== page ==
This comes amid efforts by the Congress to woo the community by projecting that the saffron party has sidelined the octogenarian leader. Lingayats are a politically dominant community and are said to be a dominant force in about 100 seats. In the outgoing assembly, there are 54 Lingayat MLAs across parties including 37 from the ruling BJP.
Among the 23 chief ministers from the state since 1952, as many as 10 have been Lingayats. For Congress, defeating BJP will be a morale booster and a key for reviving its electoral fortunes and strengthen its credentials as the main opposition player against the saffron party ahead of the 2024 Lok Sabha elections. By ensuring a win in Karnataka, the party also wants to bounce back after the recent losses in the northeastern states and give it a momentum of sorts to take on the battle-ready election machinery of the BJP later this year in the Hindi heartland states of Madhya Pradesh, Chhattisgarh and Rajasthan.
The Congress seems to be fighting the polls in Karnataka so far on the strength of its local leadership and focusing on issues concerning the State making corruption a central theme of its campaigning. This polls is also a prestige battle for the grand old party with a Kannadiga M Mallikarjun Kharge, who hails from Kalaburagi district, at its helm as the national President. However, it also faces the challenge of keeping at bay intense factionalism, especially between the camps of its two CM aspirants Siddaramaiah and DK Shivakumar — who are often seen to be engaging in political one-upmanship for some time now. Disgruntlement among senior leaders like G Parmeshwara, H K Patil, K H Muniyappa and others over being sidelined, and revolts by aspirants on not getting election tickets also worry Congress, which is confident about its prospects based on its poll guarantees, and its successful campaign against BJP’s alleged corruption.
Will the 2023 Karnataka assembly polls be a battle of political survival for former PM H D Deve Gowda-led Janata Dal (Secular), or will the regional party once again emerge as a king maker, like it did in 2018, in the event of a hung verdict. This is the debate going on in the political circles concerning JD(S). Plagued by desertions, internal rifts, and carrying the burdern of a ”family party” tag, it remains to be seen how Gowda’s son and former Chief Minister H D Kumaraswamy, who is in a way single handedly managing the JD(S)’ affairs with his aging father taking the back seat, would steer the party in the polls. Since its formation in 1999, JD(S) has never formed a government on its own, but had been in power twice in coalition with both national parties- for 20 months with BJP in 2006 and with Congress for 14 months after the May 2018 assembly polls with Kumaraswamy as the Chief Minister. With its ambitious ”mission 123” target to form a government on its own by winning at least 123 out of total 224 seats going for polls, JD(S) has been seeking votes invoking regional Kannadiga pride and fueling a narrative that the national parties — the BJP and Congress — fall short of serving interests of the State.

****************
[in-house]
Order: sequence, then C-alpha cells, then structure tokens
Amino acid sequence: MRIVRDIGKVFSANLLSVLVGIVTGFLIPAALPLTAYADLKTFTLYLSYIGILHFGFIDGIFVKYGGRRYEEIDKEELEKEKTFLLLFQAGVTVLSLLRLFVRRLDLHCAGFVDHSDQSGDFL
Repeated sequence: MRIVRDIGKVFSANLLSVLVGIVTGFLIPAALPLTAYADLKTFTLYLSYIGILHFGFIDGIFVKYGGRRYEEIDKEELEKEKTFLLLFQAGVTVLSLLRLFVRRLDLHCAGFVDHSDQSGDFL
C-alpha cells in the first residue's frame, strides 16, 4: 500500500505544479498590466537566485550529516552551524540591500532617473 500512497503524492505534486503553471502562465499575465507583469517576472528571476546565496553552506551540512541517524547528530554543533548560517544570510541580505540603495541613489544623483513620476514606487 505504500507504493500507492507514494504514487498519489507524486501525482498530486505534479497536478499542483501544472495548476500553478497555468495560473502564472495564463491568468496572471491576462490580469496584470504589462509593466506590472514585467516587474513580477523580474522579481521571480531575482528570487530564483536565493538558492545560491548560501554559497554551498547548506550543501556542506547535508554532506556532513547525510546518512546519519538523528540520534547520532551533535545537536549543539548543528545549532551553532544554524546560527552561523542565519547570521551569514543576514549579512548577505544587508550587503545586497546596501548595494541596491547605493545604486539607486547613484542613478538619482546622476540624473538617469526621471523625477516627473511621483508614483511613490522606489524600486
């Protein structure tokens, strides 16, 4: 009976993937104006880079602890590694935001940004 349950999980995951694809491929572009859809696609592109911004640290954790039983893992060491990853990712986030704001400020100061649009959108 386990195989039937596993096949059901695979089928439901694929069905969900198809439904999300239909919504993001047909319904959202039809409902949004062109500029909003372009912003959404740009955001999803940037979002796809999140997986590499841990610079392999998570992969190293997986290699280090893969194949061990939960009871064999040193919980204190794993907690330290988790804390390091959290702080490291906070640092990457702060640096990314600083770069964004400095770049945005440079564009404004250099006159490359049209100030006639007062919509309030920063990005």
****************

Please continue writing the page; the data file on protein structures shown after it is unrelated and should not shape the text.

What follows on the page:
There are however doubts among some political observers and within a section of the party itself about JD(S) meeting this target; the party’s best ever performance so far has been in the 2004 assembly elections, when it won 58 seats, and 40 seats in 2013 came next. In the 2018 polls, JD(S) had managed to win 37 seats. As of now, what is seen on the ground is a locally driven campaign by the Congress and JD(S). The BJP, on the other hand, has been projecting Narendra Modi’s leadership and focusing on the narrative of a ‘double engine government’ and the achievements of the centre, a political observer said.